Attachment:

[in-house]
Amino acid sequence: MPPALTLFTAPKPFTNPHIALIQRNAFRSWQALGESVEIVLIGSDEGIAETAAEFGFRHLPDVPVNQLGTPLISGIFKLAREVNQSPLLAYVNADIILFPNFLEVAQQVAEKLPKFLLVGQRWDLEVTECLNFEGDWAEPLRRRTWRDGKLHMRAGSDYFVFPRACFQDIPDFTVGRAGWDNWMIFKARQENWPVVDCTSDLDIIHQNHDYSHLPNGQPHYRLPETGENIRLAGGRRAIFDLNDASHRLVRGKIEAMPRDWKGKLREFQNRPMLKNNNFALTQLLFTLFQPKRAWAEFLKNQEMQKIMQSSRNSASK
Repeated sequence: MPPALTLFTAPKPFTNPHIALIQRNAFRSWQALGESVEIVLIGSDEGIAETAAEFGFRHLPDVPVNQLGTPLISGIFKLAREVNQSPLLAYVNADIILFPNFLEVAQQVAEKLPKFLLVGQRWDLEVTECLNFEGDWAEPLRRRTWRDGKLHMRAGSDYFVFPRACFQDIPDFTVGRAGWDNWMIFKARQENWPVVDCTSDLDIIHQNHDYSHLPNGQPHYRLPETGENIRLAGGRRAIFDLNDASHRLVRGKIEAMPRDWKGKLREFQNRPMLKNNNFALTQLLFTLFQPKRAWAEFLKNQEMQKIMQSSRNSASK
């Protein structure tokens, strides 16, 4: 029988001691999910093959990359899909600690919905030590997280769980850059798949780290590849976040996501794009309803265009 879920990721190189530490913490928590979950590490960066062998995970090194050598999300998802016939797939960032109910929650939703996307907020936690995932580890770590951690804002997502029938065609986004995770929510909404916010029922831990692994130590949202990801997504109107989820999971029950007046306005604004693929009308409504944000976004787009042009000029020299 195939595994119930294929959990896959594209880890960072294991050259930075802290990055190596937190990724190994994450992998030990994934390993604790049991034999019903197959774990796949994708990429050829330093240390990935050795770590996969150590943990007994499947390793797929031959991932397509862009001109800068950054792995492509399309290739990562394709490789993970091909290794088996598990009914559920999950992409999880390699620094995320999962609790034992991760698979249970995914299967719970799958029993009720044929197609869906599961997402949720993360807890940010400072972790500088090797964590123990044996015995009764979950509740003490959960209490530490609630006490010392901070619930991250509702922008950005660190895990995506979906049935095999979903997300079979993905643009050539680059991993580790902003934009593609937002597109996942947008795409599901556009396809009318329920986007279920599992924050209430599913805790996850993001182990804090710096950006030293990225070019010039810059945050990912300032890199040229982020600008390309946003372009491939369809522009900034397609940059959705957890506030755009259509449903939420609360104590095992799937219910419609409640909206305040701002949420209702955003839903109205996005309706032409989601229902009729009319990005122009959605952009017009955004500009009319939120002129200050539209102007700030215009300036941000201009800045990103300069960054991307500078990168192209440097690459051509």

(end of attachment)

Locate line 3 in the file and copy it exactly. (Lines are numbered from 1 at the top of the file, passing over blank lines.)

Repeated sequence: MPPALTLFTAPKPFTNPHIALIQRNAFRSWQALGESVEIVLIGSDEGIAETAAEFGFRHLPDVPVNQLGTPLISGIFKLAREVNQSPLLAYVNADIILFPNFLEVAQQVAEKLPKFLLVGQRWDLEVTECLNFEGDWAEPLRRRTWRDGKLHMRAGSDYFVFPRACFQDIPDFTVGRAGWDNWMIFKARQENWPVVDCTSDLDIIHQNHDYSHLPNGQPHYRLPETGENIRLAGGRRAIFDLNDASHRLVRGKIEAMPRDWKGKLREFQNRPMLKNNNFALTQLLFTLFQPKRAWAEFLKNQEMQKIMQSSRNSASK